Satellite Images Show China Has Deployed Military Planes to South China Sea

Satellite images obtained by The Washington Times show several Chinese military aircraft deployed from islands in the widely disputed South China Sea, indicating that China has taken residence and established military operations there.

The images were obtained from former Navy intelligence officer J. Michael Dahm of Johns Hopkins University Applied Physics Laboratory (APL), who told the newspaper, "The most significant change in military posture in 2021 is the appearance of Chinese special mission aircraft and helicopters at Subi and Mischief Reefs, indicating the PLA may have commenced routine air operations from those airfields."

The PLA, an acronym for the Chinese People's Liberation Army, reportedly occupied Mischief Reef in the Spratly Islands in May and June, and the Subi Reef in June and July.

These artificial islands "fill critical gaps in PLA navy capabilities in the South China Sea, especially in terms of reconnaissance and airpower," Dahm said.

China has already built 9,000-foot runways on the three islands to accommodate any aircraft in its fleet, including its nuclear-capable H-6 bombers, according to American Military News.

TAIWAN-PHILIPPINES-CHINA-SPRATLYS-POLITICS
New satellite images show China deploying planes from the islands, demonstrating that they have militarized them. This aerial image taken from a C-130 transport plane shows a general view of Taiping island during a visit by journalists to the island in the South China Sea on March 23, 2016. SAM YEH/AFP via Getty Images

The aircraft seen in the satellite images were allegedly PLA KJ-500 airborne warning and control planes, Y-9 transport planes, and Z-8 helicopters.

At Mischief, Subi, and Fiery Cross Reefs, Dahm also reported in March that China has anti-aircraft, anti-ship and land-attack missiles, which "will likely be employed to cover and defend Chinese naval forces, giving them the ability to project military power deep into the South China Sea and Southeast Asia," said Dahm.

In response to Newsweek's inquiry, Dahm referenced his previous research publications, saying, "From an information perspective, the Chinese outposts give the PLA the same level of knowledge they have about Chinese internal waters, which is, in fact, how Beijing regards the majority of the SCS."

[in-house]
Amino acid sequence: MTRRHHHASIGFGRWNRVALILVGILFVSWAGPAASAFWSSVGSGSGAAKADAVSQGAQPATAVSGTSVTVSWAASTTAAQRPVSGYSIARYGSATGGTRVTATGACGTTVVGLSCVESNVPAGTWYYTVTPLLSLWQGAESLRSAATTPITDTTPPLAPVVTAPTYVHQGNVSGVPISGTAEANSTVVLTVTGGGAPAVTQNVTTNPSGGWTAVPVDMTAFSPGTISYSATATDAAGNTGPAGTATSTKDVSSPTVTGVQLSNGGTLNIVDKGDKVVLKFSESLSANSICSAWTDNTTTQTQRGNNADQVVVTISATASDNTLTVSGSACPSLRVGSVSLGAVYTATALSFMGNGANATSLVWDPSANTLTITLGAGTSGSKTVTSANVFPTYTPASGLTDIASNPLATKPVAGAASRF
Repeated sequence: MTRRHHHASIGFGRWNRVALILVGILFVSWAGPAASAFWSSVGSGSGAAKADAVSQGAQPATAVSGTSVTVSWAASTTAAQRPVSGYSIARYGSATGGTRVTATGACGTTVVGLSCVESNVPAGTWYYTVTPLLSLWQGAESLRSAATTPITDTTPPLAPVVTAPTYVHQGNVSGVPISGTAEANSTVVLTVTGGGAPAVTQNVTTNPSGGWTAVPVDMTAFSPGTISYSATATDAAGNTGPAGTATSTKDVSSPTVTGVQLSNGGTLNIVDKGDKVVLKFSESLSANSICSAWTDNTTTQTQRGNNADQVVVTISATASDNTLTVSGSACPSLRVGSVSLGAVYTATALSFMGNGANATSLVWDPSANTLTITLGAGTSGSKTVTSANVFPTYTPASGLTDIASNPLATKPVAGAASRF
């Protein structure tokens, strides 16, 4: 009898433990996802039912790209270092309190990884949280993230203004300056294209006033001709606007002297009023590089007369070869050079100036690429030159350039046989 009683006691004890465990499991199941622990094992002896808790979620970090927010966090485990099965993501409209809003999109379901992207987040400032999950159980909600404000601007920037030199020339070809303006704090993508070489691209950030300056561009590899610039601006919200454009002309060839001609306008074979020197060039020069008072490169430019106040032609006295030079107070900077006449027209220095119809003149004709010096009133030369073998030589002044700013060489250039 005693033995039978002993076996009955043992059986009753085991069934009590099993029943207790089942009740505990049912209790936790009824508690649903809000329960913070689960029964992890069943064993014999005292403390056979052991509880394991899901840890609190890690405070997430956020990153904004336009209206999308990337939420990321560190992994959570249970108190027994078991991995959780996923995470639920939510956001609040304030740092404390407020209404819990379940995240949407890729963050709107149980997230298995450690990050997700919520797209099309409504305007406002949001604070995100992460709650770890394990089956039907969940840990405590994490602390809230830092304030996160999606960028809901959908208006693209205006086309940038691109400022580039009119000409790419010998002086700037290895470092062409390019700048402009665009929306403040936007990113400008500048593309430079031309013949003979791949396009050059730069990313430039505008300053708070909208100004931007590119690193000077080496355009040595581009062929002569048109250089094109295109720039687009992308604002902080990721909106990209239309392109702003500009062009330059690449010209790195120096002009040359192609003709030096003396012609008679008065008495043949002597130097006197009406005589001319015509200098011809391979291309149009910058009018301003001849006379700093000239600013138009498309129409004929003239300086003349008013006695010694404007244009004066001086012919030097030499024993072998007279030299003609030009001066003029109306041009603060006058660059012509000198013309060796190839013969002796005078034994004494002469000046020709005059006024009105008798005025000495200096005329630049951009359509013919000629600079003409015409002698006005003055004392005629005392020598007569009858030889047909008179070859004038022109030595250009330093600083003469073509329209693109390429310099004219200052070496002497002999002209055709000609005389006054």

He added: "In any Chinese military operation in the SCS, China will almost certainly start from a position of information superiority enabled by the island-reef outposts."

The militarization of the islands has been widely disputed, as the South China Sea has remained divided by multiple maritime claims by other countries, including Brunei, Malaysia, the Philippines, Vietnam and Taiwan.

The United States has expressed support for countries threatened by China's presence in the sea, and on Monday, Secretary of State Antony Blinken said that should China attack the Philippines' forces, the U.S. would come to the Philippines' aid.

"Nowhere is the rules-based maritime order under greater threat than in the South China Sea," Blinken said in the statement. "The People's Republic of China (PRC) continues to coerce and intimidate Southeast Asian coastal states, threatening freedom of navigation in this critical global throughway."

On Monday, China's military reported they had chased an American warship out of a disputed area in the South China Sea.

The islands are "China's inherent territory," the PLA said in a social media post on Monday. "The actions of the U.S. military have seriously violated China's sovereignty and security."

A document by the U.S. State Department in July 2020 was the first to officially reject China's territorialism as "unlawful."

"Beijing's claims to offshore resources across most of the South China Sea are completely unlawful, as is its campaign of bullying to control them," the statement read. "The world will not allow Beijing to treat the South China Sea as its maritime empire."